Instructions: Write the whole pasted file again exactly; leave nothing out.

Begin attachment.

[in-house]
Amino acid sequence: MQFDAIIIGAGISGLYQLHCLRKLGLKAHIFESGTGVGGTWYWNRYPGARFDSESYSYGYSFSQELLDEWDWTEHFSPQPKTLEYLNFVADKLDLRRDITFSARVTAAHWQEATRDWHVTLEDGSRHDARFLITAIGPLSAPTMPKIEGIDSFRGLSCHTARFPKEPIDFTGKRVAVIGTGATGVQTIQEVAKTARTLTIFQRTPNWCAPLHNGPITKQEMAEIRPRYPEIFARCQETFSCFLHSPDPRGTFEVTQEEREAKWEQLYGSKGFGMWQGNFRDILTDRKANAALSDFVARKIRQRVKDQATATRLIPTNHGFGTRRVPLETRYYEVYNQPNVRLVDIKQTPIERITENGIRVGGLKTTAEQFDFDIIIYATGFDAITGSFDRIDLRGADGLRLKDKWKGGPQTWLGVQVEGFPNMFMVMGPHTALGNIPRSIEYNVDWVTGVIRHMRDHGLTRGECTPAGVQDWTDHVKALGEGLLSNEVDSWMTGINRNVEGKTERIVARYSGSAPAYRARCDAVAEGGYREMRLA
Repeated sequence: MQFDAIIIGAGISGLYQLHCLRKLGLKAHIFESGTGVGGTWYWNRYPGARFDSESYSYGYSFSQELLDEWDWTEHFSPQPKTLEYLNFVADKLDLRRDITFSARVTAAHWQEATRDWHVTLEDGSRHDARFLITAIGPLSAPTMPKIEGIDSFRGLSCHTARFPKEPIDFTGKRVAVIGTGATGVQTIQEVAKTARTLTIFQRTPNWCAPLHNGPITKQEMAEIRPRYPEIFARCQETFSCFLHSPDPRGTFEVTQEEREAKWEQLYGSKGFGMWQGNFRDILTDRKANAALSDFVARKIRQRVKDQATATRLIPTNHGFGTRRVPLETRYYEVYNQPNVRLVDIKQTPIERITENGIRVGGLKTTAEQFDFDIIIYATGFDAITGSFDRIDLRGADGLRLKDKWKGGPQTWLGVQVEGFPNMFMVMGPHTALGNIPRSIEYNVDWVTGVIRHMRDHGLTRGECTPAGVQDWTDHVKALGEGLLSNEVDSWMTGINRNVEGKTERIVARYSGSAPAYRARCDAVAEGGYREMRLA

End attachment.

[in-house]
Amino acid sequence: MQFDAIIIGAGISGLYQLHCLRKLGLKAHIFESGTGVGGTWYWNRYPGARFDSESYSYGYSFSQELLDEWDWTEHFSPQPKTLEYLNFVADKLDLRRDITFSARVTAAHWQEATRDWHVTLEDGSRHDARFLITAIGPLSAPTMPKIEGIDSFRGLSCHTARFPKEPIDFTGKRVAVIGTGATGVQTIQEVAKTARTLTIFQRTPNWCAPLHNGPITKQEMAEIRPRYPEIFARCQETFSCFLHSPDPRGTFEVTQEEREAKWEQLYGSKGFGMWQGNFRDILTDRKANAALSDFVARKIRQRVKDQATATRLIPTNHGFGTRRVPLETRYYEVYNQPNVRLVDIKQTPIERITENGIRVGGLKTTAEQFDFDIIIYATGFDAITGSFDRIDLRGADGLRLKDKWKGGPQTWLGVQVEGFPNMFMVMGPHTALGNIPRSIEYNVDWVTGVIRHMRDHGLTRGECTPAGVQDWTDHVKALGEGLLSNEVDSWMTGINRNVEGKTERIVARYSGSAPAYRARCDAVAEGGYREMRLA
Repeated sequence: MQFDAIIIGAGISGLYQLHCLRKLGLKAHIFESGTGVGGTWYWNRYPGARFDSESYSYGYSFSQELLDEWDWTEHFSPQPKTLEYLNFVADKLDLRRDITFSARVTAAHWQEATRDWHVTLEDGSRHDARFLITAIGPLSAPTMPKIEGIDSFRGLSCHTARFPKEPIDFTGKRVAVIGTGATGVQTIQEVAKTARTLTIFQRTPNWCAPLHNGPITKQEMAEIRPRYPEIFARCQETFSCFLHSPDPRGTFEVTQEEREAKWEQLYGSKGFGMWQGNFRDILTDRKANAALSDFVARKIRQRVKDQATATRLIPTNHGFGTRRVPLETRYYEVYNQPNVRLVDIKQTPIERITENGIRVGGLKTTAEQFDFDIIIYATGFDAITGSFDRIDLRGADGLRLKDKWKGGPQTWLGVQVEGFPNMFMVMGPHTALGNIPRSIEYNVDWVTGVIRHMRDHGLTRGECTPAGVQDWTDHVKALGEGLLSNEVDSWMTGINRNVEGKTERIVARYSGSAPAYRARCDAVAEGGYREMRLA